The Disney Vacation Club (DVC) is a way for Disney to increase profits by saying to each potential guest: “We’ll give you a discounted stay at our resorts if you promise to keep coming back.” It doesn’t promise a profit for any money invested, just a bargain-priced Disney vacation as long as you keep coming back – and “points” you can use elsewhere. On an accounting/tax level, you own a “real estate interest” in a specific Disney resort, but that legal fact works almost in the background; on an operational level, you have “points” in the bank and you spend them by reserving a Disney resort or tour or cruise within the program.
Important note: This is complicated; in some cases, very complicated. Anything said here that sounds absolutely true could be followed by a “but” or an “unless.” It could also change on a dime. For that reason, keep the following in mind:
There is one and only one key to this process: The details that are in black-and-white and signed. Read it. Understand it.
As a general rule, Disney’s DVC reps are a decent lot because Disney’s reputation is on the line. A screw-up in the division would make top news on CNN, and that could impact Disney’s movies, parks, and more. Disney can’t afford a bad reputation. Still, a verbal “Sure you can do that” from a DVC salesperson doesn’t count unless it also appears in black-and-white within the contract.
Think of DVC “points” like foreign currency. If you visit Japan, you pay in yen. Say you converted dollars to yen, and then handed over 2,520 yen for a souvenir. You use a calculator to figure that’s about $30, but that’s background, good-to-know information. You were charged in yen and you paid in yen. At DVC, you exchanged your cash for points. From then on, you’re charged in points and you pay in points.
Part 2: The number of points you need for a vacation package purchase depends on the resort, the time of year, and the size of the room. If you travel to Disney every Christmas and love Disney’s original DVC resort, Old Key West, you might need 325 yearly points to make that happen. In the slow season, however, that one-bedroom might cost 175 points. The points you get, then, are based on the room/dates/location you select and the money you paid.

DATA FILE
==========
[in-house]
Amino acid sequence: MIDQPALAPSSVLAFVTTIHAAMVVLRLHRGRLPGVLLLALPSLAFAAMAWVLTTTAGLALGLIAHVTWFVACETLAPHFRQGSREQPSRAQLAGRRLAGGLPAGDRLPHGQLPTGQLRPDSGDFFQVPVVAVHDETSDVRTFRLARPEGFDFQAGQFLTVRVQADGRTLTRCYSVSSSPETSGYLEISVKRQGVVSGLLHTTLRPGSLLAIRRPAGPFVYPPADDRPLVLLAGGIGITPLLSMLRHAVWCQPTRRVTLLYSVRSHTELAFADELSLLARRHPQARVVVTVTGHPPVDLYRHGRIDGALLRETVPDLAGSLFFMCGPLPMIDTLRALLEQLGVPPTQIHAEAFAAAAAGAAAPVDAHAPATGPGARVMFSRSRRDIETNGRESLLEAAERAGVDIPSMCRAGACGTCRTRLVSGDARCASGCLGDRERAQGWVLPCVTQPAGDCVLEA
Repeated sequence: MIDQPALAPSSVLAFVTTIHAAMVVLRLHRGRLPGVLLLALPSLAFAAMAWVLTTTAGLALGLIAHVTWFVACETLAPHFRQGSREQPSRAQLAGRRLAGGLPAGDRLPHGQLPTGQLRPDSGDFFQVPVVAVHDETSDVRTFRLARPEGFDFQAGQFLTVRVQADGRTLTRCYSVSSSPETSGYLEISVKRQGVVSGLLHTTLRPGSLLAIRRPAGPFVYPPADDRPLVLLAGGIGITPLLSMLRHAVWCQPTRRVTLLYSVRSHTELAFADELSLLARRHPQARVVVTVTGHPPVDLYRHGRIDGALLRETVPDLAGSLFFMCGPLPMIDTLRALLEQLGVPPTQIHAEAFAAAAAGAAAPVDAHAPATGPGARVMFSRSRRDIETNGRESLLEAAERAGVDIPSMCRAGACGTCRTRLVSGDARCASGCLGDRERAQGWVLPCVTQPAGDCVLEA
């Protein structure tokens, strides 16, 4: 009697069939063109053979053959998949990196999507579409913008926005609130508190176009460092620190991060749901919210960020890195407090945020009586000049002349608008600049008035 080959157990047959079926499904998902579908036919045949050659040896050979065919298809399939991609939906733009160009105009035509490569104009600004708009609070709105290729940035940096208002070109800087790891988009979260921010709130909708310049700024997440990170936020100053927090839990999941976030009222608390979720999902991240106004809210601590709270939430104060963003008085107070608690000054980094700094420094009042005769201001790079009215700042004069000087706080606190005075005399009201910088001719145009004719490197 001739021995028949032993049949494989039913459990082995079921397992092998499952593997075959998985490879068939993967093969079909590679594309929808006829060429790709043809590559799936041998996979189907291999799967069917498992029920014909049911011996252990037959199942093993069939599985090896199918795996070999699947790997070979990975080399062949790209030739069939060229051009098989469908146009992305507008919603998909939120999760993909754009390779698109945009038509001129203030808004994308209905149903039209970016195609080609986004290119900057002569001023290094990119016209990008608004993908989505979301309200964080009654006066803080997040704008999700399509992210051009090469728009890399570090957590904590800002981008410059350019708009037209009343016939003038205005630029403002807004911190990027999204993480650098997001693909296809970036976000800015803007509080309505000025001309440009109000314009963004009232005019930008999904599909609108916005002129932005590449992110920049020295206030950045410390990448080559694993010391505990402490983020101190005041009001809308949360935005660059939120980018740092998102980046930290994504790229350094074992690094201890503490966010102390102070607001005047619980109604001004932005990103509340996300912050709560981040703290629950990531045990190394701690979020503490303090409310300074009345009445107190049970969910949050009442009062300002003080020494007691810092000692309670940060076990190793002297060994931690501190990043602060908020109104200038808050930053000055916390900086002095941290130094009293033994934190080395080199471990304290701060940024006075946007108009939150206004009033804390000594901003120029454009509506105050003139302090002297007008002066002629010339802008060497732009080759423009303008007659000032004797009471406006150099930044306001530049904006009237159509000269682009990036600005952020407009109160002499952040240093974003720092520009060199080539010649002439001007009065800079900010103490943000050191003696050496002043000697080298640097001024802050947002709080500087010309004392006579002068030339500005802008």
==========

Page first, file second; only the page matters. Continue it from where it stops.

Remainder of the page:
Part 3: Even if you love Old Key West at Christmas, you may use your points at any property in the program. Points carry over year-to-year (with limitations), so you might opt for an Old Key West studio this year and save some points for the Contemporary’s Bay Lake Tower. Points also apply to Disney resorts elsewhere in the world – Hawaii is the latest option – and other things, such as cruises, tours, and some non-Disney resorts. Points can also, with limitations, be sold or bought a la carte to upgrade an accommodation.
Part 4: Joining DVC comes with additional perks, such as discounts on tickets, merchandise, meals, etc. Again: Read the contract and don’t assume anything lasts the length of the contract unless it’s in the contract.
Part 5: The actual offer from DVC has a lot more variables, the process is a more confusing, and I’ve oversimplified some details.
Here’s the big one: DVC is expensive and requires both a downpayment and a yearly maintenance fee. Expect to put out at least $20,000 upfront and $800 each year in maintenance fees for a fairly basic package – and Disney (per the contract) can raise the yearly fee. If you ignore the $20,000 upfront fee, that $800 for a vacation is a fantastic deal; if you consider the $20,000, not so much.
As a pure financial calculation, there is a breakeven point where a DVC membership saves money compared to the cost of booking each year’s vacation independently. Compare all costs over time for a DVC vacation, and then all costs if booking accommodations as a regular guest. Then pinpoint the magic moment – the number of years later – when the cost of a DVC vacation becomes less than the cost of a series of independent vacations.